County game wardens

Lampasas County game wardens Lance May, left, and Shaun Bayless talk Friday, Nov. 1, 2013, about their next deer camp visit. Deer rifle season started this weekend.

LAMPASAS — Keeping up with deer hunters in Lampasas County is a two-man job. Lampasas County game wardens Shaun Bayless and Lance May have embraced the task.

“We anticipate a good year,” Bayless said. “Creeks are flowing; tanks are up so the deer have plenty to drink. We are seeing a lot of good, mature deer.”

A good deer season means lots of hunters and plenty of work, he said.

“We are burning the midnight oil,” he added.

After Bayless and May graduated together from the game warden academy in Austin in 2007, they both reported for duty in West Texas. Bayless went to work in Gaines and Andrews counties. May headed to nearby Lamb, Bailey and Cochran counties.

Bayless got to Lampasas County 3½ years ago. May joined him this spring.

“In this county, we are extremely busy in October with (Managed Land Deer Permit) and bow season,” Bayless said. “Now that rifle season has started, we are working nights.”

Most landowners with 100 acres or more have deer leases used by out-of-town hunters, he said, so the wardens stay busy visiting the deer camps.

Out-of-towners make up about 80 percent of the deer hunters, Bayless said. Many have been hunting the same land for 20 years.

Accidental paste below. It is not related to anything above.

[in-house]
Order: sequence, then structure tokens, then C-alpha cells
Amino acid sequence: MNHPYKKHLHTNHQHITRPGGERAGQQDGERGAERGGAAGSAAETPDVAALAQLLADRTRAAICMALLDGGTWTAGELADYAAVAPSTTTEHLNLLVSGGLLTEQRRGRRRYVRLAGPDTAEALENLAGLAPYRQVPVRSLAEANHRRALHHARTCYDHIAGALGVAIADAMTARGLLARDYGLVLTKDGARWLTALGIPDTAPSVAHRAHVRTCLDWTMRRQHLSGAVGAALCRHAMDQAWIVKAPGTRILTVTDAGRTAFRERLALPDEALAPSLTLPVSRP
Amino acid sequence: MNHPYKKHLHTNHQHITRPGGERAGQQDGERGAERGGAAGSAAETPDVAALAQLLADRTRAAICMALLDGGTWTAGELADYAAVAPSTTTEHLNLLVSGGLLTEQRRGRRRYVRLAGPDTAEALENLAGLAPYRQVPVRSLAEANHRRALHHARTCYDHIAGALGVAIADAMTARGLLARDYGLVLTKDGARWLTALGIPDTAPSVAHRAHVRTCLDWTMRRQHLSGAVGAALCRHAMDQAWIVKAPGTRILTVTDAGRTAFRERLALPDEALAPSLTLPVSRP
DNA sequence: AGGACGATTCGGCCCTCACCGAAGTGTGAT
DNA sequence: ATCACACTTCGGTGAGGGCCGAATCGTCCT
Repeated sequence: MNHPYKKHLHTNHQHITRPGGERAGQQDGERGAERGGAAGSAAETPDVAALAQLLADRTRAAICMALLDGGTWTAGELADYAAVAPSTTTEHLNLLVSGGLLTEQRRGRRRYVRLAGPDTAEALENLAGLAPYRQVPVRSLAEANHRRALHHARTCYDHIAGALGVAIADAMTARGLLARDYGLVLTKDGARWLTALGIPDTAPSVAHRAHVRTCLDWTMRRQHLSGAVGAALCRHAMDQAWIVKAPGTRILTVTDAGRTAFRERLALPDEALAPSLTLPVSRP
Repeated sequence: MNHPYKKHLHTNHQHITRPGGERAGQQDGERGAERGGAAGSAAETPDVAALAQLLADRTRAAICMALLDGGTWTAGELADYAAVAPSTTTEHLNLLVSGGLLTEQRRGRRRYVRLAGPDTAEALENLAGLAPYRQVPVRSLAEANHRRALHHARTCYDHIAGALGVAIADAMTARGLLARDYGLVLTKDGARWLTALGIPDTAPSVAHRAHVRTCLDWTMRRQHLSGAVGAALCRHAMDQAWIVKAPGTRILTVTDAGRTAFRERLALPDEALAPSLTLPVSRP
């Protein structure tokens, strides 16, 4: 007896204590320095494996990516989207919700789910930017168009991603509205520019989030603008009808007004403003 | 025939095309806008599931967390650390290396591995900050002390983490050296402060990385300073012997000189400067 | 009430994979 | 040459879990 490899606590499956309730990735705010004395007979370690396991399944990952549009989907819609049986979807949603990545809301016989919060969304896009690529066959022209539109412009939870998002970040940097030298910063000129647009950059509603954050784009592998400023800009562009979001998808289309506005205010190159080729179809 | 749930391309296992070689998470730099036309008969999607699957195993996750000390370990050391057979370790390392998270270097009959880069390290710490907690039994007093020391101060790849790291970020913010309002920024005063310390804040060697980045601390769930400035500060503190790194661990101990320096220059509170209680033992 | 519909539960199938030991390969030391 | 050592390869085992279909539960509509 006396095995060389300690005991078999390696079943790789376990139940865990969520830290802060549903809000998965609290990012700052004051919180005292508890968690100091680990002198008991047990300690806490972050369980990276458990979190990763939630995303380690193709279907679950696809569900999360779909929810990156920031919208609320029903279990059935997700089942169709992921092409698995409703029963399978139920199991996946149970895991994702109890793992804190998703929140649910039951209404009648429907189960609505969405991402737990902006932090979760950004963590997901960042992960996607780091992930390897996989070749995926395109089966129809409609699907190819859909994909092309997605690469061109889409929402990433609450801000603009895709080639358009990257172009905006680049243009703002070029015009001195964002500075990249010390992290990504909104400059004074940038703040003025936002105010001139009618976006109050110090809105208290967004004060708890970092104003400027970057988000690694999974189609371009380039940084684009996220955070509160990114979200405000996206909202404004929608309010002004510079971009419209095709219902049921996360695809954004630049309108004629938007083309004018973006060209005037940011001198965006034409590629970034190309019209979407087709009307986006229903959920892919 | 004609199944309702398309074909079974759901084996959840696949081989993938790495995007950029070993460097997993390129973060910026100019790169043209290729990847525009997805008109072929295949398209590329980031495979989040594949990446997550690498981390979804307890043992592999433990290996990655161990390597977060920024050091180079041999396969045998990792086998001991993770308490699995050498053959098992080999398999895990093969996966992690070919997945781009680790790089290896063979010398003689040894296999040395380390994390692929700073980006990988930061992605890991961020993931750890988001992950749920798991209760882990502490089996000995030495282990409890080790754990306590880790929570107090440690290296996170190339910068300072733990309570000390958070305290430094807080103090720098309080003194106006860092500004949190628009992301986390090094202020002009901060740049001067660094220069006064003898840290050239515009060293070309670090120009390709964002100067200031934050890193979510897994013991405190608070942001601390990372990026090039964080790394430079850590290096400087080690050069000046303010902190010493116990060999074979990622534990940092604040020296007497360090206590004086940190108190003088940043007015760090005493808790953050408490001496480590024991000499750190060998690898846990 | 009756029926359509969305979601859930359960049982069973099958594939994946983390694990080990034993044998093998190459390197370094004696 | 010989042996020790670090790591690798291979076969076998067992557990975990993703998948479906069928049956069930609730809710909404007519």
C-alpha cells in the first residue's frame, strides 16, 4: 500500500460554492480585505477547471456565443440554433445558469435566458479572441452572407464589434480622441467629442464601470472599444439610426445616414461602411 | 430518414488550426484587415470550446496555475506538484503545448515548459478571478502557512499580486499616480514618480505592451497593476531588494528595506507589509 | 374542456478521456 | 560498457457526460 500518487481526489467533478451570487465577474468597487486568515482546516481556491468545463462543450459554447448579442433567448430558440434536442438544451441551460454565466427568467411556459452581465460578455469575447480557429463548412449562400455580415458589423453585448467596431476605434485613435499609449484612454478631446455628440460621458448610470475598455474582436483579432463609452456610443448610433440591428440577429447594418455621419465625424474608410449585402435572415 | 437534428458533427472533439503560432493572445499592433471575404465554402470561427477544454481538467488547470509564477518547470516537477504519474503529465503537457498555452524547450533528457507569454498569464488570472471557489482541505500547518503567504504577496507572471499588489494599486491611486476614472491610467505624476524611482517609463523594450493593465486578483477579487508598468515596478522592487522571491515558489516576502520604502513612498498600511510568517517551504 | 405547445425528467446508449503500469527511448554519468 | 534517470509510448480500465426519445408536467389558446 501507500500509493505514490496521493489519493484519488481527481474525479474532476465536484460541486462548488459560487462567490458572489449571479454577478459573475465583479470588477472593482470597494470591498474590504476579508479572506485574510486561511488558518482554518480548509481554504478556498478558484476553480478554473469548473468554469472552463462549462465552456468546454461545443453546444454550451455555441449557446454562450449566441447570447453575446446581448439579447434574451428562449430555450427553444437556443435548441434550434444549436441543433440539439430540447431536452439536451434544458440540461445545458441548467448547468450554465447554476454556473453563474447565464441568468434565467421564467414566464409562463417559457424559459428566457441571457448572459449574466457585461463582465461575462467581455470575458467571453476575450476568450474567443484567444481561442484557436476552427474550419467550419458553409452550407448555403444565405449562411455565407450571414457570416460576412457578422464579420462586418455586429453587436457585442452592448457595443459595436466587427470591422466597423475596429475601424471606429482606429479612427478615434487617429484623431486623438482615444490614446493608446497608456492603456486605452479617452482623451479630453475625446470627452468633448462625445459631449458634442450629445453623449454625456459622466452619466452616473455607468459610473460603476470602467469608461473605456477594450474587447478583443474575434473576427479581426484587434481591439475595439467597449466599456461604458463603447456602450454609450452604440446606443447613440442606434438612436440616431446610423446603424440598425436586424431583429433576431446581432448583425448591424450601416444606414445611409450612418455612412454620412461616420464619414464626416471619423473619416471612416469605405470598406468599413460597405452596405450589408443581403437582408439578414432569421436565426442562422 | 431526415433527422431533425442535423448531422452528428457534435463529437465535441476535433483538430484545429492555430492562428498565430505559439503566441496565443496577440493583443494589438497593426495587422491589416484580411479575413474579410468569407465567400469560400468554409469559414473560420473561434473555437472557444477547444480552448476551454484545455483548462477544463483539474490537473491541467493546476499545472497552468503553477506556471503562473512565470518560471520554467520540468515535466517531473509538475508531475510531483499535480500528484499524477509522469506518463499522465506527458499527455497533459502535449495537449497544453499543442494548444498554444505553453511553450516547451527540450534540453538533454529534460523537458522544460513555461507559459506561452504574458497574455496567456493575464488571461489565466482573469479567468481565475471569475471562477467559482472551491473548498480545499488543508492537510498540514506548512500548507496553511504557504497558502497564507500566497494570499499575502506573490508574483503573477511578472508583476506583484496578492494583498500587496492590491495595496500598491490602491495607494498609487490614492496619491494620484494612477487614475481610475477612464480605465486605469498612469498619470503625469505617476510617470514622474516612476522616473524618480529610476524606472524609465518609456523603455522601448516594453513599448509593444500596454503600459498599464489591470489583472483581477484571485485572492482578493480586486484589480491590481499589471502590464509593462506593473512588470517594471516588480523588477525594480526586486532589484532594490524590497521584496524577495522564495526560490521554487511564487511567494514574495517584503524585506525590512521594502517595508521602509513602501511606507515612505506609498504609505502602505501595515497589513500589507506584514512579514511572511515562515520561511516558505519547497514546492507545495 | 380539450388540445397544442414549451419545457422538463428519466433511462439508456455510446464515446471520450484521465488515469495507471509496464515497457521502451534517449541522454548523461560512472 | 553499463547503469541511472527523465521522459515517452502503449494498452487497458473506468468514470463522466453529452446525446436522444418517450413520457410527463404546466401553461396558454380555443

While they sometimes split up the workload, May and Bayless are usually on the buddy system when making camp visits, particularly at night.

“When checking the camps, it is better to have two,” May said.

“You have to have your head on a swivel” during hunting season, Bayless said. “It is all about staying safe.”

About 95 percent of the hunter camps pose no trouble, Bayless said. “Most of the hunters are happy to see us and know us by name.”

The wayward 5 percent keep the duo busy. While most infractions are tagging or license issues, Bayless said, some violations are more serious.

“We have had some road-hunting situations, some issues with alcohol and drugs,” he said.

As licensed peace officers, Texas game wardens are willing and able to enforce all state laws, usually in cooperation with other law enforcement agencies.

Bayless and May said they enjoy a close working relationship with Lampasas County Sheriff David Whitis and his staff.

“The whole department is outstanding — the investigators, the deputies. We work hand in hand with them,” Bayless said.

Call Bayless at 325-203-7817 and May at 512-734-1627.

Contact Tim Orwig at

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